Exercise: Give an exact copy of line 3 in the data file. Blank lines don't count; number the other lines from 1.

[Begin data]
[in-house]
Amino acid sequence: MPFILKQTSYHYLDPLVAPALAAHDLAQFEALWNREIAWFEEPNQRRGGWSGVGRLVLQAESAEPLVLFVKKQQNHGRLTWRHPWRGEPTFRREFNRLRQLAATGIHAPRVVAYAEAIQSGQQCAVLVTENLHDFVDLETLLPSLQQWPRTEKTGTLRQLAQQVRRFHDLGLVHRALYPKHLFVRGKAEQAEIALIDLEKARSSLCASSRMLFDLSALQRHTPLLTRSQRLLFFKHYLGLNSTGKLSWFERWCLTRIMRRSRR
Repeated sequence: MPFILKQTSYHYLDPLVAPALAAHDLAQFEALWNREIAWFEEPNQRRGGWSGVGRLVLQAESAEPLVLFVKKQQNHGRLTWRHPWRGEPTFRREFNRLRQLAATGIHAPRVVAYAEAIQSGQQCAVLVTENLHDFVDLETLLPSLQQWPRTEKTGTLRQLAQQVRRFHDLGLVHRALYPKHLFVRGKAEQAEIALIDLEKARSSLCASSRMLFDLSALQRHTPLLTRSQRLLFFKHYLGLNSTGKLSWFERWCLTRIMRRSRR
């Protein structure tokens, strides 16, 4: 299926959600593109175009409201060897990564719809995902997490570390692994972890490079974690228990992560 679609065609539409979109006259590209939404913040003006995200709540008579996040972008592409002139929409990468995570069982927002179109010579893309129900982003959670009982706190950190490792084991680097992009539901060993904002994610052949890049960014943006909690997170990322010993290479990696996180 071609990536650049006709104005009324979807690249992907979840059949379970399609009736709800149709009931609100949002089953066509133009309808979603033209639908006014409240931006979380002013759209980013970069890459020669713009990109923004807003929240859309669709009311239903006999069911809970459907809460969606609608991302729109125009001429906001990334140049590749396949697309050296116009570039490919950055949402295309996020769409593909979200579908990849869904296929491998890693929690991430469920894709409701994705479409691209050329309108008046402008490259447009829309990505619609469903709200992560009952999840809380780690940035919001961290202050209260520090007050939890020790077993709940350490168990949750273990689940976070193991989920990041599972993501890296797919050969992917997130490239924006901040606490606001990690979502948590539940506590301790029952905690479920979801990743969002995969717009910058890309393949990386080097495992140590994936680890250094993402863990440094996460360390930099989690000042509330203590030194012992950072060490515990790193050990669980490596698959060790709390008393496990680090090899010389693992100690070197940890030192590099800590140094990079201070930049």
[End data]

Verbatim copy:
Repeated sequence: MPFILKQTSYHYLDPLVAPALAAHDLAQFEALWNREIAWFEEPNQRRGGWSGVGRLVLQAESAEPLVLFVKKQQNHGRLTWRHPWRGEPTFRREFNRLRQLAATGIHAPRVVAYAEAIQSGQQCAVLVTENLHDFVDLETLLPSLQQWPRTEKTGTLRQLAQQVRRFHDLGLVHRALYPKHLFVRGKAEQAEIALIDLEKARSSLCASSRMLFDLSALQRHTPLLTRSQRLLFFKHYLGLNSTGKLSWFERWCLTRIMRRSRR